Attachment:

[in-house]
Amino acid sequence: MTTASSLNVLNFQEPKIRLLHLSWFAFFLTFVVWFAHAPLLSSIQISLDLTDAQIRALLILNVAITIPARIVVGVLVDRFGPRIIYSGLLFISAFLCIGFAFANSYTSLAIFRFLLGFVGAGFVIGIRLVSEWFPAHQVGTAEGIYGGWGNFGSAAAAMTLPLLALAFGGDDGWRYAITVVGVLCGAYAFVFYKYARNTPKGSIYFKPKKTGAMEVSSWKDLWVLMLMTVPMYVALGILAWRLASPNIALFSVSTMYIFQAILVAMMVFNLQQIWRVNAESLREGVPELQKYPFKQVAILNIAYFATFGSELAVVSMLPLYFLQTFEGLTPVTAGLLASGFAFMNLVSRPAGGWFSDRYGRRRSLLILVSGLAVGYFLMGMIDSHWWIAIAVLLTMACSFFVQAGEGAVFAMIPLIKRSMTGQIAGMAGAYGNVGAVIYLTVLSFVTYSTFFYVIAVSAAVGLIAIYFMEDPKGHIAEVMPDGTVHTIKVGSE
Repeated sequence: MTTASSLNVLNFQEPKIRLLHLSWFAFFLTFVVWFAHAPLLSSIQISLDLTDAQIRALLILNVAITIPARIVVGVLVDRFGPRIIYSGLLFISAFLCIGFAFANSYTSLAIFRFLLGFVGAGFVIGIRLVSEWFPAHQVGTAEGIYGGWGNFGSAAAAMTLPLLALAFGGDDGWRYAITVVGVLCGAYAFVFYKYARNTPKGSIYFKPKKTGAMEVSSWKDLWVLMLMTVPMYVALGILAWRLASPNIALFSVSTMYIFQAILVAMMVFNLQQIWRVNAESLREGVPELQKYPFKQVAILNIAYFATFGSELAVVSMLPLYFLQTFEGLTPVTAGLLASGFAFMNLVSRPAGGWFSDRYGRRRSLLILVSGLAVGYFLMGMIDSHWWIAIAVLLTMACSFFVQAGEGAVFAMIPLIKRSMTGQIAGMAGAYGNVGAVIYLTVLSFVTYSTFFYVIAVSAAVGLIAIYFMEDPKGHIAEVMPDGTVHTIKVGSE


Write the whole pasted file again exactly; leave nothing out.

[in-house]
Amino acid sequence: MTTASSLNVLNFQEPKIRLLHLSWFAFFLTFVVWFAHAPLLSSIQISLDLTDAQIRALLILNVAITIPARIVVGVLVDRFGPRIIYSGLLFISAFLCIGFAFANSYTSLAIFRFLLGFVGAGFVIGIRLVSEWFPAHQVGTAEGIYGGWGNFGSAAAAMTLPLLALAFGGDDGWRYAITVVGVLCGAYAFVFYKYARNTPKGSIYFKPKKTGAMEVSSWKDLWVLMLMTVPMYVALGILAWRLASPNIALFSVSTMYIFQAILVAMMVFNLQQIWRVNAESLREGVPELQKYPFKQVAILNIAYFATFGSELAVVSMLPLYFLQTFEGLTPVTAGLLASGFAFMNLVSRPAGGWFSDRYGRRRSLLILVSGLAVGYFLMGMIDSHWWIAIAVLLTMACSFFVQAGEGAVFAMIPLIKRSMTGQIAGMAGAYGNVGAVIYLTVLSFVTYSTFFYVIAVSAAVGLIAIYFMEDPKGHIAEVMPDGTVHTIKVGSE
Repeated sequence: MTTASSLNVLNFQEPKIRLLHLSWFAFFLTFVVWFAHAPLLSSIQISLDLTDAQIRALLILNVAITIPARIVVGVLVDRFGPRIIYSGLLFISAFLCIGFAFANSYTSLAIFRFLLGFVGAGFVIGIRLVSEWFPAHQVGTAEGIYGGWGNFGSAAAAMTLPLLALAFGGDDGWRYAITVVGVLCGAYAFVFYKYARNTPKGSIYFKPKKTGAMEVSSWKDLWVLMLMTVPMYVALGILAWRLASPNIALFSVSTMYIFQAILVAMMVFNLQQIWRVNAESLREGVPELQKYPFKQVAILNIAYFATFGSELAVVSMLPLYFLQTFEGLTPVTAGLLASGFAFMNLVSRPAGGWFSDRYGRRRSLLILVSGLAVGYFLMGMIDSHWWIAIAVLLTMACSFFVQAGEGAVFAMIPLIKRSMTGQIAGMAGAYGNVGAVIYLTVLSFVTYSTFFYVIAVSAAVGLIAIYFMEDPKGHIAEVMPDGTVHTIKVGSE